Tax amounts of up to 5 Swiss francs are not levied. This tax amount corresponds to the assessment basis of CHF 65 at the 7,7% VAT rate or CHF 200 at the 2.5% VAT rate.

The assessment basis generally comprises the consideration paid for the items in question. This applies also for items purchased online. The invoice or contract of sale forms the basis. In certain cases, the market value is taken into account, e.g. in the case of a gift. The market value corresponds to the sum that another buyer would have had to pay for the item.

All costs up to the destination in Switzerland (e.g. postal forwarding service) as well as import duties (e.g. customs duties) are added to the assessment basis.

Foreign VAT is not part of the calculation basis, provided it is shown separately on the invoice or contract of sale by the supplier.

Value details in foreign currencies are converted into Swiss francs using the exchange rate (forex sell rate) listed on the last trading day before the import tax liability arises, generally the preceding day, Exchange rates (sell).

If value details are not provided or if there is doubt concerning the value information, we can estimate the value of the goods.

Import restrictions and authorisations

Certain goods are subject to rules, which do not relate to the collection of customs dutiesĀ (called non-customs provisions NZE). Please obtain the required authorisations before you declare the goods at the customs office. You will find information in Customs tariff - Tares

Accompanying documents

For customs controls, present the corresponding accompanying documents with the import customs declaration without being requested to do so. The most important accompanying documents are invoices, any proofs of origin, authorisations/certificates, official confirmations and analysis certificates. Depending on the circumstances, other freight documents such as delivery notes, cargo manifests, weight certificates, assessment instructions or accompanying documents proving the traceability of agricultural products may also be useful or necessary.

Production of customs declaration

Customs clearance agencies, freight forwarders or logistics companies can be charged with the handling of customs formalities. Before the goods are imported, clarify which party is to perform customs clearance.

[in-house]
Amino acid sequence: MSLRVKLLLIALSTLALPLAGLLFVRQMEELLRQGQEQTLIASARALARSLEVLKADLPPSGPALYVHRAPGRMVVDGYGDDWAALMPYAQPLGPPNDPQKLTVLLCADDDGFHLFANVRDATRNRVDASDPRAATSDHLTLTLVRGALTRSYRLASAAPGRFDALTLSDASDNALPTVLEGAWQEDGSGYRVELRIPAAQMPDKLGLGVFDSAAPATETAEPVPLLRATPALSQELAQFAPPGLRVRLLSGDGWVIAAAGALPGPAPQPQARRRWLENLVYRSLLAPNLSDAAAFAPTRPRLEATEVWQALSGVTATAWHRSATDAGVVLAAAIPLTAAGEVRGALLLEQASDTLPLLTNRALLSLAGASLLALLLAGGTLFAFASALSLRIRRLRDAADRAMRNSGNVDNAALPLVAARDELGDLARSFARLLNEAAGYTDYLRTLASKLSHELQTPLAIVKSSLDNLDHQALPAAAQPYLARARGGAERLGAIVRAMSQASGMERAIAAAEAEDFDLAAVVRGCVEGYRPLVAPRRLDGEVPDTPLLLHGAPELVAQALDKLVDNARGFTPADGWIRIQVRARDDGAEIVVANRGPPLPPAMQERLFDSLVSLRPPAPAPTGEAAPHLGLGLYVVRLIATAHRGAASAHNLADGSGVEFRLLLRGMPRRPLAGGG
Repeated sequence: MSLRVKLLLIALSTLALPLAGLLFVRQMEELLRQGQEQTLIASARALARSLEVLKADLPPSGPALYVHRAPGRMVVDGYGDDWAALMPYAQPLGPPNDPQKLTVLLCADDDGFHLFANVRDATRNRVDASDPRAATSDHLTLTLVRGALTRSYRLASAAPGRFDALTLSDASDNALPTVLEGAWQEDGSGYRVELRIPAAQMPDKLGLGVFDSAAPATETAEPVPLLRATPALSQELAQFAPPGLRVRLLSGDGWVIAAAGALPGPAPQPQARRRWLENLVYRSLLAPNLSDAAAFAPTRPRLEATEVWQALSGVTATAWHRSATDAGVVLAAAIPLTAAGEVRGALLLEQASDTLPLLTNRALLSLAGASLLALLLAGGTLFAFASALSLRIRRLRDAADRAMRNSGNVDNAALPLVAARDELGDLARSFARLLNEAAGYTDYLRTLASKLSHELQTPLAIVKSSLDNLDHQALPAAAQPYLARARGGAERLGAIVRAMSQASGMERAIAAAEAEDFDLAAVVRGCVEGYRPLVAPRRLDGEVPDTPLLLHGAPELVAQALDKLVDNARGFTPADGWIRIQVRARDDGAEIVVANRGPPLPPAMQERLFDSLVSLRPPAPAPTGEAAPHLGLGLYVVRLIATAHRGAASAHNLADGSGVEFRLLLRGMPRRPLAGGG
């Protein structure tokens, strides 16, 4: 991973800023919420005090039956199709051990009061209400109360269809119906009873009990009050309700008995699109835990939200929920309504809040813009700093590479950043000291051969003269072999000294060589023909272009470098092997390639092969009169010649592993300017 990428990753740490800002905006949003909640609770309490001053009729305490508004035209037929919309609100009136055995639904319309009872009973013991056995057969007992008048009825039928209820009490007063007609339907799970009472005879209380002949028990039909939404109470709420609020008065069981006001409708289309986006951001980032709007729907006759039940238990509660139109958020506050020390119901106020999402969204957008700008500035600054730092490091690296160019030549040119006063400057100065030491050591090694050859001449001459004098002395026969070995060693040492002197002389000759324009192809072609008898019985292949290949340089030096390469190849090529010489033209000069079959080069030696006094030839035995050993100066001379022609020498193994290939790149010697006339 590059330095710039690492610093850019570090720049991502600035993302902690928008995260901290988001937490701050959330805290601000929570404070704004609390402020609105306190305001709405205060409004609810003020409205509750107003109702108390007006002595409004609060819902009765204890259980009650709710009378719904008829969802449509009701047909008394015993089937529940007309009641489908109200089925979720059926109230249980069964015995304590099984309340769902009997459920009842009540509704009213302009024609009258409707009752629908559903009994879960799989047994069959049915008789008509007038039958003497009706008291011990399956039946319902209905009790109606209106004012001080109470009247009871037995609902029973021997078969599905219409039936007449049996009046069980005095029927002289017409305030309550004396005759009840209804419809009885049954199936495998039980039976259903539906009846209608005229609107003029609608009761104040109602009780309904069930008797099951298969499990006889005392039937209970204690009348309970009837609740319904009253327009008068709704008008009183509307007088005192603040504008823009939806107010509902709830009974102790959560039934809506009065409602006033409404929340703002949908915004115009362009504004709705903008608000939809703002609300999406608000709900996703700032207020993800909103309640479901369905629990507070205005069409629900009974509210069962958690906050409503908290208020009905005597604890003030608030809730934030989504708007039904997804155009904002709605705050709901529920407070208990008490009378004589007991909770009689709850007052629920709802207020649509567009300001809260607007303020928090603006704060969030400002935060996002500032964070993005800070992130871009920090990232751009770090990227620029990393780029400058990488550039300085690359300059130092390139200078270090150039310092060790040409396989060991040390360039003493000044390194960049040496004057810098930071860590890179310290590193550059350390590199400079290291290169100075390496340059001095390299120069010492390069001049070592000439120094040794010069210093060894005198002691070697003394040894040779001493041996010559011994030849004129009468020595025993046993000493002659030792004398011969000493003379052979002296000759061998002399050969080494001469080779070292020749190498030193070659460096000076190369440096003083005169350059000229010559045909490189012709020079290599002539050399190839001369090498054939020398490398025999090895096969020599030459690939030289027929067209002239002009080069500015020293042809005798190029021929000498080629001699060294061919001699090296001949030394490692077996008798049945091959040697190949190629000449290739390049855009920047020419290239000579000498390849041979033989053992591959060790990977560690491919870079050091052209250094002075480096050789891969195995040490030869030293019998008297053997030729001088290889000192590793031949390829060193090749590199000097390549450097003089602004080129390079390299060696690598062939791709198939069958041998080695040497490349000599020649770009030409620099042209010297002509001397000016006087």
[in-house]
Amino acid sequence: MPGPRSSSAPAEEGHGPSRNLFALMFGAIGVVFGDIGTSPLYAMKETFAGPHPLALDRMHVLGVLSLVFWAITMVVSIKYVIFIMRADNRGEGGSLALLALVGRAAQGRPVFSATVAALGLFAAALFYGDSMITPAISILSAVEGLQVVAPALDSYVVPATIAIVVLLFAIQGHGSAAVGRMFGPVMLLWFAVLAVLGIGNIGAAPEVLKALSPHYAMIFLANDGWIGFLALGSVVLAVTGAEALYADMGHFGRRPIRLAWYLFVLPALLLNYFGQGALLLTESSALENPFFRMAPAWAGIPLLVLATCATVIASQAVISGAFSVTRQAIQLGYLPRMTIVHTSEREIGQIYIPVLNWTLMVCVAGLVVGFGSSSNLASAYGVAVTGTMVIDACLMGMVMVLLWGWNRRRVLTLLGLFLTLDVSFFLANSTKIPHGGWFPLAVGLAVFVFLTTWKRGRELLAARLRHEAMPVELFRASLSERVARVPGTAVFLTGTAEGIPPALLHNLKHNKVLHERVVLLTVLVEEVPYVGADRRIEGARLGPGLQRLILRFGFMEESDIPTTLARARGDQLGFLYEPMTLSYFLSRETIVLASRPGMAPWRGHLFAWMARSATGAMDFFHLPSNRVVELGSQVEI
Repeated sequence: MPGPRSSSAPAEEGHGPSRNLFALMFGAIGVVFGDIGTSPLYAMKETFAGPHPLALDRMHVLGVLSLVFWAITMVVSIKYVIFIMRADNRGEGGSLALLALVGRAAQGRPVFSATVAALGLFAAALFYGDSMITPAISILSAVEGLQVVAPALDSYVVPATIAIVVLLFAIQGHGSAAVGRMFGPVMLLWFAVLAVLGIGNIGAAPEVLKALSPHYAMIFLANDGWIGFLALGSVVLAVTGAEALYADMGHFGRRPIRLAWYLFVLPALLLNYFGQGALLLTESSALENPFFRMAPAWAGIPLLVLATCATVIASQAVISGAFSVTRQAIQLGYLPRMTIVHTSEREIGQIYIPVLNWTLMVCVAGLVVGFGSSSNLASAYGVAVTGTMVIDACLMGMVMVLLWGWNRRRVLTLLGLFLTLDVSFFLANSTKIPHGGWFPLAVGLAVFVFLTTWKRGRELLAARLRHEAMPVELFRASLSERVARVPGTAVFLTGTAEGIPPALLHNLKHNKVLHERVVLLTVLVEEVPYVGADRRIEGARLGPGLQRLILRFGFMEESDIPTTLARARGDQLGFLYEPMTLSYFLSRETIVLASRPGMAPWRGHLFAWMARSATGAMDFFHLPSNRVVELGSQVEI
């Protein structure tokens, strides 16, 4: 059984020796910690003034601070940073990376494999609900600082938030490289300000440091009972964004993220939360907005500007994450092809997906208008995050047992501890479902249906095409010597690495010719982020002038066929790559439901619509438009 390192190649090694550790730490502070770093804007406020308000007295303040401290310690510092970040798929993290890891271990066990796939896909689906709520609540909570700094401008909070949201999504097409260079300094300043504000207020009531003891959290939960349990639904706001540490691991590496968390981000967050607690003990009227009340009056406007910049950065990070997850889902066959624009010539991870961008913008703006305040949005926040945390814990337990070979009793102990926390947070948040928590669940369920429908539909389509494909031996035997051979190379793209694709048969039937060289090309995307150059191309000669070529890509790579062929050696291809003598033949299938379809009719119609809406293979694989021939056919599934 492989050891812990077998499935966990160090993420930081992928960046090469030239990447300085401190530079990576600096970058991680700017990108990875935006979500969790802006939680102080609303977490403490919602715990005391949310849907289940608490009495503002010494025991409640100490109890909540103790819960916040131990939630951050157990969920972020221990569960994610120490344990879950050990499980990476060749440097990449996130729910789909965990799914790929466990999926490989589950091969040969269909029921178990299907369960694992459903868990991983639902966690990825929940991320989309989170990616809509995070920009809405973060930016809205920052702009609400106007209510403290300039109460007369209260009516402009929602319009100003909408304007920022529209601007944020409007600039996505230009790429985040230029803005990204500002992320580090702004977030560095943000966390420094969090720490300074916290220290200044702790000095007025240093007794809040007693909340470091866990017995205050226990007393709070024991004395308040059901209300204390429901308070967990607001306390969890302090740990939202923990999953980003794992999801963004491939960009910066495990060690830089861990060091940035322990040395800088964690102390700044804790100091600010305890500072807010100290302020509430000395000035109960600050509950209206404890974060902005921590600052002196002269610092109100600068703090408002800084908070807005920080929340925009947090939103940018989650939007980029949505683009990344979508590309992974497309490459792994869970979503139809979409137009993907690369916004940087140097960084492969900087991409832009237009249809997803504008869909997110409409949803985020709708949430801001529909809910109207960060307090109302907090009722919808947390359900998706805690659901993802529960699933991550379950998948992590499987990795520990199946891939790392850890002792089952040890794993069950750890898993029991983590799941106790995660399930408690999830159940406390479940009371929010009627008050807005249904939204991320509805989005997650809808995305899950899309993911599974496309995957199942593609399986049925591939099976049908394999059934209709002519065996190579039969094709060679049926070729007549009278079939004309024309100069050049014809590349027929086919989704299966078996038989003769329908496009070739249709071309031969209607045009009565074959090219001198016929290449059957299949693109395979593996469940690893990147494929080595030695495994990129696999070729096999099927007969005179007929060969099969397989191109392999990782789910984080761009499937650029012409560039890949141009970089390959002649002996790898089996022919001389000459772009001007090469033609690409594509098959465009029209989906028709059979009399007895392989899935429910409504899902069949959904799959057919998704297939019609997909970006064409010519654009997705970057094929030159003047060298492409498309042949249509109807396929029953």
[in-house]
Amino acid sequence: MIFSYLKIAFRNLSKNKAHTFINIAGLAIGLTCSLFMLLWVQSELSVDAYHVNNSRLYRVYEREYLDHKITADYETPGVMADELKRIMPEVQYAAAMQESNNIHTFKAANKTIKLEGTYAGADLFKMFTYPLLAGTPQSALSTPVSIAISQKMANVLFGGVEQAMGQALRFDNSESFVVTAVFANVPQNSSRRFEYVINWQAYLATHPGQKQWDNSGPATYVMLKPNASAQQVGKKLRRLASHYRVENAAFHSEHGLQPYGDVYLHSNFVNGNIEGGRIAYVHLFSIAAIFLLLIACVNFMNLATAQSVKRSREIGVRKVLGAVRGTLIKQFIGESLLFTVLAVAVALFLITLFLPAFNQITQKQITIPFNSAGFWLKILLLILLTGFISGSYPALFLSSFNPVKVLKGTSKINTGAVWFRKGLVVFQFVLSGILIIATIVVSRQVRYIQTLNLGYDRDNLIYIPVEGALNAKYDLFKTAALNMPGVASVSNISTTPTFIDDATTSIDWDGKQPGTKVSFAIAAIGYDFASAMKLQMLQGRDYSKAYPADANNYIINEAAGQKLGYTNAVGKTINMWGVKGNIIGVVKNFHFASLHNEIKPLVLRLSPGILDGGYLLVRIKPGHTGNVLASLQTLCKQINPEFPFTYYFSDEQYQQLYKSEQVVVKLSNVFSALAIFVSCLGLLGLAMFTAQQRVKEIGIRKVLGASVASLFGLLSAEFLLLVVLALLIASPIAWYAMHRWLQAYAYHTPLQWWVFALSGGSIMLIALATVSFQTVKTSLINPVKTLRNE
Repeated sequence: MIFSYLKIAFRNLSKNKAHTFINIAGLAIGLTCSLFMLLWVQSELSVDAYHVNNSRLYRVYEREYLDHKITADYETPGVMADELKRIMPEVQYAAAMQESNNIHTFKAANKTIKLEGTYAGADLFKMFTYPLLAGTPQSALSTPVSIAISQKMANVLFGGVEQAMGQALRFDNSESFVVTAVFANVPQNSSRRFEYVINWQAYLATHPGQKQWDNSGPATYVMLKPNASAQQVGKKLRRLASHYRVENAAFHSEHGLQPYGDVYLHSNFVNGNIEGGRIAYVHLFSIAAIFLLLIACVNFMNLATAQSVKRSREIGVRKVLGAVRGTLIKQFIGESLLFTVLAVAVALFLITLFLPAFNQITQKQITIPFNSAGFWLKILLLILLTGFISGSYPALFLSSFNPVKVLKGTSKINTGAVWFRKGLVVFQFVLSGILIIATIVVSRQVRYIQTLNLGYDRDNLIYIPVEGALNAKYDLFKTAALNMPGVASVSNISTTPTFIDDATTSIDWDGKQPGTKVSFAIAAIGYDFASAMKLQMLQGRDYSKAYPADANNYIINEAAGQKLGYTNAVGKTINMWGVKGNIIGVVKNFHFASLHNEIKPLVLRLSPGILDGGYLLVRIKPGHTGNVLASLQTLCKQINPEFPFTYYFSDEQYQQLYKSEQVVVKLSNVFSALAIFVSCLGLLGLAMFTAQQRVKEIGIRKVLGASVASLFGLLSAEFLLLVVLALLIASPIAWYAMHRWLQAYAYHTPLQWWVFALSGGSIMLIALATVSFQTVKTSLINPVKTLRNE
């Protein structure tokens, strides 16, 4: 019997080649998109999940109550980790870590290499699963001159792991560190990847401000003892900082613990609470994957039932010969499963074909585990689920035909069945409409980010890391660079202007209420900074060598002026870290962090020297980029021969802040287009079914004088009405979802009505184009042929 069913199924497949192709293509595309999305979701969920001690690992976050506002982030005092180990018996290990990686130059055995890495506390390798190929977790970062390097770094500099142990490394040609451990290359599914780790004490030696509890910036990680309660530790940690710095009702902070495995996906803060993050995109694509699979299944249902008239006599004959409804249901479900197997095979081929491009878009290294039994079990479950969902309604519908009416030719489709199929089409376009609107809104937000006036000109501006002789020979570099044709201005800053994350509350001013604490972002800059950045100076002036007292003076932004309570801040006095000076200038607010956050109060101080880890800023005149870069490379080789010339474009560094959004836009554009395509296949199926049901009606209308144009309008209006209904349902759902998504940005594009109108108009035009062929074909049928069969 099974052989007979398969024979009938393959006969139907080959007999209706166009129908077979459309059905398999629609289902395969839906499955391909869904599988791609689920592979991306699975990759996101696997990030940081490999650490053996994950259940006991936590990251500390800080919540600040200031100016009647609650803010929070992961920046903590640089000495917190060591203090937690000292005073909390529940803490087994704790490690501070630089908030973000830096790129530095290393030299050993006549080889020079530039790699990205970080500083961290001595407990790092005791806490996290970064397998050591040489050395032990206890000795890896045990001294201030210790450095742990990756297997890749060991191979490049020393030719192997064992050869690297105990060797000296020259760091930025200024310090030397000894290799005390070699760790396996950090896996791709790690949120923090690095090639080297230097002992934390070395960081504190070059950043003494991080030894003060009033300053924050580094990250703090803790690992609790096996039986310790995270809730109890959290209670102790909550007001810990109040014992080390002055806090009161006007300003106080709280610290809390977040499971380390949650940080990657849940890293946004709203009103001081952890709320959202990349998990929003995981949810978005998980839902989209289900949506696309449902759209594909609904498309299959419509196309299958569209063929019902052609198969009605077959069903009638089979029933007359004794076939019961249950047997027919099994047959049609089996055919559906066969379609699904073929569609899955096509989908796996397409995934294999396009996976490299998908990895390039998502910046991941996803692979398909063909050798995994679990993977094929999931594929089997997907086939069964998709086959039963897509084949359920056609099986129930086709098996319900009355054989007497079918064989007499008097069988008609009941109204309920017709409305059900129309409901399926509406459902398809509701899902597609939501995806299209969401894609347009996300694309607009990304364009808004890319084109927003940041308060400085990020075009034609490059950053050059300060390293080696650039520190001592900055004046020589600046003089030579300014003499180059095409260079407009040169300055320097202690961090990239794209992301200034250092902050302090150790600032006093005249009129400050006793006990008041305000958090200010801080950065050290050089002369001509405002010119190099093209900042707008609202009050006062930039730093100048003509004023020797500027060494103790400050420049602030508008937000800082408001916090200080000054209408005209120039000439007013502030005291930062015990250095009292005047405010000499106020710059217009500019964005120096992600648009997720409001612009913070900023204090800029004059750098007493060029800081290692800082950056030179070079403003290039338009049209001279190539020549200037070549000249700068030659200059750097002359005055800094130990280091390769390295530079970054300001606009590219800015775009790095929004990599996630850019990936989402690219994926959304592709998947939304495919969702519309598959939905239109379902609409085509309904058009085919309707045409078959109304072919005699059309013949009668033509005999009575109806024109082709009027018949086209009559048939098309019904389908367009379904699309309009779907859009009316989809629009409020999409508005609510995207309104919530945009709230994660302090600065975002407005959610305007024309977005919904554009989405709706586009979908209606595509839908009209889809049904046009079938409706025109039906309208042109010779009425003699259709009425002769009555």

Electronic customs declaration for import assessment purposes

The customs declaration may be submitted electronically via the e-dec Import customs clearance system if the party liable to declare is authorised for electronic customs clearance by the Directorate General of Customs. Information on electronic customs declaration for imports is available at the following link: e-dec Import.

Since 01/01/2013 we don't longer accept the form 11.010 (ED), the replacement is the e-dec web application. The application can be accessed by our home page: e-dec web.

Customs declarations may be recorded without registration. The use of the e-dec web application is free of charge and accessible in principle to all parties involved with customs activities.

Claiming a refund of foreign value added tax

We cannot refund your foreign VAT.

Kindly contact the foreign supplier for any questions on claiming a refund of foreign value added tax. The supplier alone can refund the foreign value added tax or bill you directly without value added tax. The supplier's own tax authority can provide information on this

Our opening hours and addresses

Please note the customs office opening hours for the declaration (customs clearance) of merchandise. Declarations can be made from Monday to Friday during clearance hours; some customs offices are also open on Saturday mornings.

The detailed opening hours are available in the list of customs offices.

Foreign customs administrations

We are not able to provide you with any information on foreign regulations. Please direct your query to the foreign customs authority.